Is Japan Doomed?

Welcome to our next stop in the Sovereign Crisis World Tour



What's old, slow, and deep in debt? If you said "Europe," you're absolutely right. If you said "Japan," you're even more absolutely right.

An aging population, weak economic growth, and prodigious debt pile all conspired to push up Italy's borrowing costs to unsustainable levels this past fall. But they all apply to Japan, and then some. Japan's government debt now stands at an incredible 230 percent of GDP, which is double Italy's. So how come Japan can borrow for 10 years at a measly 1 percent versus 5.45 percent for Italy, the world's eighth-largest economy. And why isn't anybody talking about the unthinkable: that Japan, the world's third-largest economy, could default?

Japan can borrow much more cheaply than Italy can for two reasons. First, Japan borrows in a currency it controls. Second, almost all of Japan's public debt is money it owes to its own people. Conversely, consider Italy. Because only the European Central Bank can print euros, it's actually possible for Italy to run out of euros. If investors think that this might happen -- or if they think that other investors think this might happen -- they'll dump Italian bonds and send interest rates soaring. It's a classic bank run, but on a national level.

The same can't happen to Japan, because it has its own central bank, the Bank of Japan (BOJ). Japan can't run out of yen. If a panic did grip Japanese bonds, the BOJ could step in as a buyer of last resort. More importantly, it's rare for a country to default on itself. Usually countries that default, like Iceland, are stiffing foreign creditors. Japan, however, has run massive current account surpluses for the past thirty years. They are net lenders to, rather than borrowers from, the rest of the world. Put simply, they don't at all rely on foreigners to finance their debt. Italy does.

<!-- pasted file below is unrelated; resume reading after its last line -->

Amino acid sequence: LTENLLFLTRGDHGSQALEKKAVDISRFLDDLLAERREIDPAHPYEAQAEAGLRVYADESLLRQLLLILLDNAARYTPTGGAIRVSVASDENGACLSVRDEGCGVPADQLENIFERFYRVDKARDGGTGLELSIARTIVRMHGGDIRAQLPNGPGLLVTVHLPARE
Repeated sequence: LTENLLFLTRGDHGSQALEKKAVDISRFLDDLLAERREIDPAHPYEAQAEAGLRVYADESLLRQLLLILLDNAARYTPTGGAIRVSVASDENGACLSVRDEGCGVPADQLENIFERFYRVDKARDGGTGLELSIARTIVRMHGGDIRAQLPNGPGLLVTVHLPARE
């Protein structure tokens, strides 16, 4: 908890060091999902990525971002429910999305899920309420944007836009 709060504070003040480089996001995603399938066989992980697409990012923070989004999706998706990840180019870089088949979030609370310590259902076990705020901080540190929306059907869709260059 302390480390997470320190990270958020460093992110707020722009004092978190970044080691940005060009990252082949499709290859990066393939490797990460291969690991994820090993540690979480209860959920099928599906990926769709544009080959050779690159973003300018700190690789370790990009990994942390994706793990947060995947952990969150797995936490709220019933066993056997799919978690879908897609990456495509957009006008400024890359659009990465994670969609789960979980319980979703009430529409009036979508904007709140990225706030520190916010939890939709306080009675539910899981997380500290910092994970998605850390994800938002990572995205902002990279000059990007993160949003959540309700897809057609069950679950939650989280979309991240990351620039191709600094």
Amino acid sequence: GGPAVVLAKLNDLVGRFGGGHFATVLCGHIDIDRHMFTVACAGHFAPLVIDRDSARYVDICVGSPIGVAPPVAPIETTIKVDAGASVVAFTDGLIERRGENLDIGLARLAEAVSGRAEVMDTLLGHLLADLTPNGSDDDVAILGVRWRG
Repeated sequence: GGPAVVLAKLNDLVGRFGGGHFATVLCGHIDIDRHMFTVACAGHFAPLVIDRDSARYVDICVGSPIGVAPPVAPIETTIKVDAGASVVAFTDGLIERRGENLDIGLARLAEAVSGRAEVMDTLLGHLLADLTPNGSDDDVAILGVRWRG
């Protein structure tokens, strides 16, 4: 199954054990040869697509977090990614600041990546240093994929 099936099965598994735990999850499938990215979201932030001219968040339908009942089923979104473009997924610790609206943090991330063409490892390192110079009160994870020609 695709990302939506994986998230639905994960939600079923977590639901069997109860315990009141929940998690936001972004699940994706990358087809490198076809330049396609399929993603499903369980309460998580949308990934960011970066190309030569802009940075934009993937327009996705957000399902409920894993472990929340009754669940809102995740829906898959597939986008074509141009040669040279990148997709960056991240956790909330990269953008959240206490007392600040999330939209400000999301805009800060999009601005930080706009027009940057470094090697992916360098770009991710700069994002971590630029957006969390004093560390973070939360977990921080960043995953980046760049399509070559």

But that might be changing. With their nuclear plants idled following the tsunami, Japanese energy imports have skyrocketed in the past year -- pushing them much closer to a point where they would need to borrow from abroad. It's not clear if is just a one-time blip, or the beginning of a new long-term trend. If it's the latter, Japan could be in trouble.

Foreign investors would probably demand higher interest rates on Japanese bonds than domestic investors. This isn't a question of patriotism. Rather, Japanese banks and insurance companies can be regulated into buying their government bonds, even at negligible interest rates. International investors don't face that pressure. They can shop around the globe for the best deal. So Japan would have to pay more to borrow. And that could be toxic. A vicious circle where higher interest rates increase deficits, causing investors to demand even higher interest rates could set in. The BOJ could intervene, but, in the nightmare scenario, all other buyers would disappear. Japan would be left with a grim choice between outright default and hyperinflation.

Presented by

Matthew O'Brien

Matthew O'Brien is a former senior associate editor at The Atlantic.

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